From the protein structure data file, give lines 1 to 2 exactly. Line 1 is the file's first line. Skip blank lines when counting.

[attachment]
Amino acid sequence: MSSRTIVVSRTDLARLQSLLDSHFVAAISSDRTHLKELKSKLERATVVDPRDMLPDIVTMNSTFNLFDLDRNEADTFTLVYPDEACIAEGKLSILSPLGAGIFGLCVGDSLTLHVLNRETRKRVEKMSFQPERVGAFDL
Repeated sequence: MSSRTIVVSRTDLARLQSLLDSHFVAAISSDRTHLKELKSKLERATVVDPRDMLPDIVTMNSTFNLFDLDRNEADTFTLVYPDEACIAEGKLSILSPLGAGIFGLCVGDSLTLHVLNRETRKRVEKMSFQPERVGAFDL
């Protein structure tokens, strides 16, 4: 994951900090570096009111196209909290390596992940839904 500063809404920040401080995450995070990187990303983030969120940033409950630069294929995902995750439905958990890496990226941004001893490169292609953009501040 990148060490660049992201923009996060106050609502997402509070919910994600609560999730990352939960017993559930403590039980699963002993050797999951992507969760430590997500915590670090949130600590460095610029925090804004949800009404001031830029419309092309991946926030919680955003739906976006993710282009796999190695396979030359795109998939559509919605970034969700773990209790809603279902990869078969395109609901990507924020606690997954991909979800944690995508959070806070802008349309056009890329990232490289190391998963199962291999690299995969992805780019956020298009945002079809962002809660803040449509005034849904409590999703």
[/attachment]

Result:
Amino acid sequence: MSSRTIVVSRTDLARLQSLLDSHFVAAISSDRTHLKELKSKLERATVVDPRDMLPDIVTMNSTFNLFDLDRNEADTFTLVYPDEACIAEGKLSILSPLGAGIFGLCVGDSLTLHVLNRETRKRVEKMSFQPERVGAFDL
Repeated sequence: MSSRTIVVSRTDLARLQSLLDSHFVAAISSDRTHLKELKSKLERATVVDPRDMLPDIVTMNSTFNLFDLDRNEADTFTLVYPDEACIAEGKLSILSPLGAGIFGLCVGDSLTLHVLNRETRKRVEKMSFQPERVGAFDL